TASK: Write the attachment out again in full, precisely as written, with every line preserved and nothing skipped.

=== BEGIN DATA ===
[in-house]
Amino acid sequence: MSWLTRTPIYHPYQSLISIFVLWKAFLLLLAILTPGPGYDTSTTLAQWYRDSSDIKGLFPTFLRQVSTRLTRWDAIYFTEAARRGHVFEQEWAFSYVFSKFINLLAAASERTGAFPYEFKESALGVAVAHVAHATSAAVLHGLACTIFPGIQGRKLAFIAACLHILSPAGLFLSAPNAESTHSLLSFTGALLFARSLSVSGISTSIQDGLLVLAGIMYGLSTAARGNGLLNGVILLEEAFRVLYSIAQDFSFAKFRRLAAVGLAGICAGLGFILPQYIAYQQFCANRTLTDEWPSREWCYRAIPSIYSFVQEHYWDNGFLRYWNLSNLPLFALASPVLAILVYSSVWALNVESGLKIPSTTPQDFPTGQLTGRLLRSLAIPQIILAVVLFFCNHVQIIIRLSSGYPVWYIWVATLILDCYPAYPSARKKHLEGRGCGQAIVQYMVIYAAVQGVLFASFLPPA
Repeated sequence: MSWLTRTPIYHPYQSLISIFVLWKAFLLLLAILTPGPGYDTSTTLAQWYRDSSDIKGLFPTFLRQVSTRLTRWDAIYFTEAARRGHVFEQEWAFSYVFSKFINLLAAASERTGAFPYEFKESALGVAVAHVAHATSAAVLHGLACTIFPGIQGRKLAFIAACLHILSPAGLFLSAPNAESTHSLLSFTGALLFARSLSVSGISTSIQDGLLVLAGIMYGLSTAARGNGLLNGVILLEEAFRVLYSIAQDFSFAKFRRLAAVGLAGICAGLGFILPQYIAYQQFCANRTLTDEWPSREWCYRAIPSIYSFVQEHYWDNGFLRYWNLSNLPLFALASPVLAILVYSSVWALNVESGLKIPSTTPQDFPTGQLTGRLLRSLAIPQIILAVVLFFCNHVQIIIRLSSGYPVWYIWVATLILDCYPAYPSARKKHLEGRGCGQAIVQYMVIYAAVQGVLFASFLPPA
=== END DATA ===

[in-house]
Amino acid sequence: MSWLTRTPIYHPYQSLISIFVLWKAFLLLLAILTPGPGYDTSTTLAQWYRDSSDIKGLFPTFLRQVSTRLTRWDAIYFTEAARRGHVFEQEWAFSYVFSKFINLLAAASERTGAFPYEFKESALGVAVAHVAHATSAAVLHGLACTIFPGIQGRKLAFIAACLHILSPAGLFLSAPNAESTHSLLSFTGALLFARSLSVSGISTSIQDGLLVLAGIMYGLSTAARGNGLLNGVILLEEAFRVLYSIAQDFSFAKFRRLAAVGLAGICAGLGFILPQYIAYQQFCANRTLTDEWPSREWCYRAIPSIYSFVQEHYWDNGFLRYWNLSNLPLFALASPVLAILVYSSVWALNVESGLKIPSTTPQDFPTGQLTGRLLRSLAIPQIILAVVLFFCNHVQIIIRLSSGYPVWYIWVATLILDCYPAYPSARKKHLEGRGCGQAIVQYMVIYAAVQGVLFASFLPPA
Repeated sequence: MSWLTRTPIYHPYQSLISIFVLWKAFLLLLAILTPGPGYDTSTTLAQWYRDSSDIKGLFPTFLRQVSTRLTRWDAIYFTEAARRGHVFEQEWAFSYVFSKFINLLAAASERTGAFPYEFKESALGVAVAHVAHATSAAVLHGLACTIFPGIQGRKLAFIAACLHILSPAGLFLSAPNAESTHSLLSFTGALLFARSLSVSGISTSIQDGLLVLAGIMYGLSTAARGNGLLNGVILLEEAFRVLYSIAQDFSFAKFRRLAAVGLAGICAGLGFILPQYIAYQQFCANRTLTDEWPSREWCYRAIPSIYSFVQEHYWDNGFLRYWNLSNLPLFALASPVLAILVYSSVWALNVESGLKIPSTTPQDFPTGQLTGRLLRSLAIPQIILAVVLFFCNHVQIIIRLSSGYPVWYIWVATLILDCYPAYPSARKKHLEGRGCGQAIVQYMVIYAAVQGVLFASFLPPA